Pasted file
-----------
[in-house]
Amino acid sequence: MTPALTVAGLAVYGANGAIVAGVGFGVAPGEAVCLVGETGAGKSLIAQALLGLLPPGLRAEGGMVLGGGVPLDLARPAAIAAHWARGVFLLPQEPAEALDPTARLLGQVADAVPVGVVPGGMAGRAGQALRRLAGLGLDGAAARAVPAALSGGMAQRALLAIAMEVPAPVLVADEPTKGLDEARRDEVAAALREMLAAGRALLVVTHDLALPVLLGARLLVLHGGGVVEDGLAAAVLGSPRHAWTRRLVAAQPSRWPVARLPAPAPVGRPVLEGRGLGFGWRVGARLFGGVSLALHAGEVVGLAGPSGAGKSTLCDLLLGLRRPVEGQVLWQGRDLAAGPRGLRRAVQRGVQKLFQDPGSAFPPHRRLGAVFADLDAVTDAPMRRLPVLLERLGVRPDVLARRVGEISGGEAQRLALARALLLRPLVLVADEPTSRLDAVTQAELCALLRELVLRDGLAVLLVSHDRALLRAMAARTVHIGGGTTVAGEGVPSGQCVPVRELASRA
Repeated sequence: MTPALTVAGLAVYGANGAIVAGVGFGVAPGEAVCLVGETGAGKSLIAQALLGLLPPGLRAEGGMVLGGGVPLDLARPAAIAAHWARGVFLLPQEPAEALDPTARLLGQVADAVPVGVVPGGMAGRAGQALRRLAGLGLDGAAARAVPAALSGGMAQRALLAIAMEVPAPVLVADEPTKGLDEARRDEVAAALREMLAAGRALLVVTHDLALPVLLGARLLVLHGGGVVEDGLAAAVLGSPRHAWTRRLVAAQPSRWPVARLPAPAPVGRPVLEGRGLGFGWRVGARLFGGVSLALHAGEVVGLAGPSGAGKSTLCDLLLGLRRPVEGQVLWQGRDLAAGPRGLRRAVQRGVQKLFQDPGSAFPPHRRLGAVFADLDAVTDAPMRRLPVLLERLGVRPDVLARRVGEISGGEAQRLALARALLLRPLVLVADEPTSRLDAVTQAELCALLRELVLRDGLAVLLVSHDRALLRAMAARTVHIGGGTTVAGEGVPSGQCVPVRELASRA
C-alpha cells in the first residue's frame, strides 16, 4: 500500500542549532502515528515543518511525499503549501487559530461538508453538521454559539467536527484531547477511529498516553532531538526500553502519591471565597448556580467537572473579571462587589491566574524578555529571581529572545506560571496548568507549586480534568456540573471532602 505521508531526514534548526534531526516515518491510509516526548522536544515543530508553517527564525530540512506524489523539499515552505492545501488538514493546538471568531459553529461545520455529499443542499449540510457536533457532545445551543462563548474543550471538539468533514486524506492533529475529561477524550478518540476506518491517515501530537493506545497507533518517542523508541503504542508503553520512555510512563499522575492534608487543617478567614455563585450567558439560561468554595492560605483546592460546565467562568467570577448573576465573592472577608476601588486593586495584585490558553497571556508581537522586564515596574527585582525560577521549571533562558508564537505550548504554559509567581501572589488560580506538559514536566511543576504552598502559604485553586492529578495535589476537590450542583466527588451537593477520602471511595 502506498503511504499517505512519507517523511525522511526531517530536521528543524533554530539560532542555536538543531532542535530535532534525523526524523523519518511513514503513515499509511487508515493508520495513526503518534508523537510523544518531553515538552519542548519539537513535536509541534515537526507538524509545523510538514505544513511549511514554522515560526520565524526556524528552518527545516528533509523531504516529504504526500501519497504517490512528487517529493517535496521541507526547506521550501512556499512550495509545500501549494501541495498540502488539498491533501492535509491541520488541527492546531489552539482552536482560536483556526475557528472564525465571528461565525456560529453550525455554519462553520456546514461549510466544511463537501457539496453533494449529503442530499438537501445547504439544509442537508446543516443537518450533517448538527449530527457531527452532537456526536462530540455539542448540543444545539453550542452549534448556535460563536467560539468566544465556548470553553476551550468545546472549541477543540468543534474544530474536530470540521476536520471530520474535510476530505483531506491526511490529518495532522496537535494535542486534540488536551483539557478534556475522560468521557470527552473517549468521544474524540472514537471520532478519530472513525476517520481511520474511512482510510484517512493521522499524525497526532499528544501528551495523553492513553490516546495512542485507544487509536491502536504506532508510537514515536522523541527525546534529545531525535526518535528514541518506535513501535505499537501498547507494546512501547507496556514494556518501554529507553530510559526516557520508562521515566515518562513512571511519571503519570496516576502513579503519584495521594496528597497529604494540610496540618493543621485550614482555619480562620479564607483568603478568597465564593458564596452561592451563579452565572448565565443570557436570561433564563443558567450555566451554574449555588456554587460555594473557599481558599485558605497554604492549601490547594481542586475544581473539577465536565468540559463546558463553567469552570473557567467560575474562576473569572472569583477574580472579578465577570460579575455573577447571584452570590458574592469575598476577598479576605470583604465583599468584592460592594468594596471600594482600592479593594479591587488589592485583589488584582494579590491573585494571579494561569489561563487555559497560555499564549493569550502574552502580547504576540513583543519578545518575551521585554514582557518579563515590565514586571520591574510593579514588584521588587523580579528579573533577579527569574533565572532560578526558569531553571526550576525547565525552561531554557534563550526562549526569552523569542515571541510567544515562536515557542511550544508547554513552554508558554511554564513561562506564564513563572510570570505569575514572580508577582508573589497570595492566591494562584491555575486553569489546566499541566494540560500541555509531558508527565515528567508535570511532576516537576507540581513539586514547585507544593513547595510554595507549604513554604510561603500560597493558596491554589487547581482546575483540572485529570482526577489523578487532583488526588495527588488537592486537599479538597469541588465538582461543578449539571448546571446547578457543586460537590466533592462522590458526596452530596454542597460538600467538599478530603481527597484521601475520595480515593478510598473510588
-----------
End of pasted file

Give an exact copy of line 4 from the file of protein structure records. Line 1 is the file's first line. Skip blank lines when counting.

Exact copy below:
C-alpha cells in the first residue's frame, strides 16, 4: 500500500542549532502515528515543518511525499503549501487559530461538508453538521454559539467536527484531547477511529498516553532531538526500553502519591471565597448556580467537572473579571462587589491566574524578555529571581529572545506560571496548568507549586480534568456540573471532602 505521508531526514534548526534531526516515518491510509516526548522536544515543530508553517527564525530540512506524489523539499515552505492545501488538514493546538471568531459553529461545520455529499443542499449540510457536533457532545445551543462563548474543550471538539468533514486524506492533529475529561477524550478518540476506518491517515501530537493506545497507533518517542523508541503504542508503553520512555510512563499522575492534608487543617478567614455563585450567558439560561468554595492560605483546592460546565467562568467570577448573576465573592472577608476601588486593586495584585490558553497571556508581537522586564515596574527585582525560577521549571533562558508564537505550548504554559509567581501572589488560580506538559514536566511543576504552598502559604485553586492529578495535589476537590450542583466527588451537593477520602471511595 502506498503511504499517505512519507517523511525522511526531517530536521528543524533554530539560532542555536538543531532542535530535532534525523526524523523519518511513514503513515499509511487508515493508520495513526503518534508523537510523544518531553515538552519542548519539537513535536509541534515537526507538524509545523510538514505544513511549511514554522515560526520565524526556524528552518527545516528533509523531504516529504504526500501519497504517490512528487517529493517535496521541507526547506521550501512556499512550495509545500501549494501541495498540502488539498491533501492535509491541520488541527492546531489552539482552536482560536483556526475557528472564525465571528461565525456560529453550525455554519462553520456546514461549510466544511463537501457539496453533494449529503442530499438537501445547504439544509442537508446543516443537518450533517448538527449530527457531527452532537456526536462530540455539542448540543444545539453550542452549534448556535460563536467560539468566544465556548470553553476551550468545546472549541477543540468543534474544530474536530470540521476536520471530520474535510476530505483531506491526511490529518495532522496537535494535542486534540488536551483539557478534556475522560468521557470527552473517549468521544474524540472514537471520532478519530472513525476517520481511520474511512482510510484517512493521522499524525497526532499528544501528551495523553492513553490516546495512542485507544487509536491502536504506532508510537514515536522523541527525546534529545531525535526518535528514541518506535513501535505499537501498547507494546512501547507496556514494556518501554529507553530510559526516557520508562521515566515518562513512571511519571503519570496516576502513579503519584495521594496528597497529604494540610496540618493543621485550614482555619480562620479564607483568603478568597465564593458564596452561592451563579452565572448565565443570557436570561433564563443558567450555566451554574449555588456554587460555594473557599481558599485558605497554604492549601490547594481542586475544581473539577465536565468540559463546558463553567469552570473557567467560575474562576473569572472569583477574580472579578465577570460579575455573577447571584452570590458574592469575598476577598479576605470583604465583599468584592460592594468594596471600594482600592479593594479591587488589592485583589488584582494579590491573585494571579494561569489561563487555559497560555499564549493569550502574552502580547504576540513583543519578545518575551521585554514582557518579563515590565514586571520591574510593579514588584521588587523580579528579573533577579527569574533565572532560578526558569531553571526550576525547565525552561531554557534563550526562549526569552523569542515571541510567544515562536515557542511550544508547554513552554508558554511554564513561562506564564513563572510570570505569575514572580508577582508573589497570595492566591494562584491555575486553569489546566499541566494540560500541555509531558508527565515528567508535570511532576516537576507540581513539586514547585507544593513547595510554595507549604513554604510561603500560597493558596491554589487547581482546575483540572485529570482526577489523578487532583488526588495527588488537592486537599479538597469541588465538582461543578449539571448546571446547578457543586460537590466533592462522590458526596452530596454542597460538600467538599478530603481527597484521601475520595480515593478510598473510588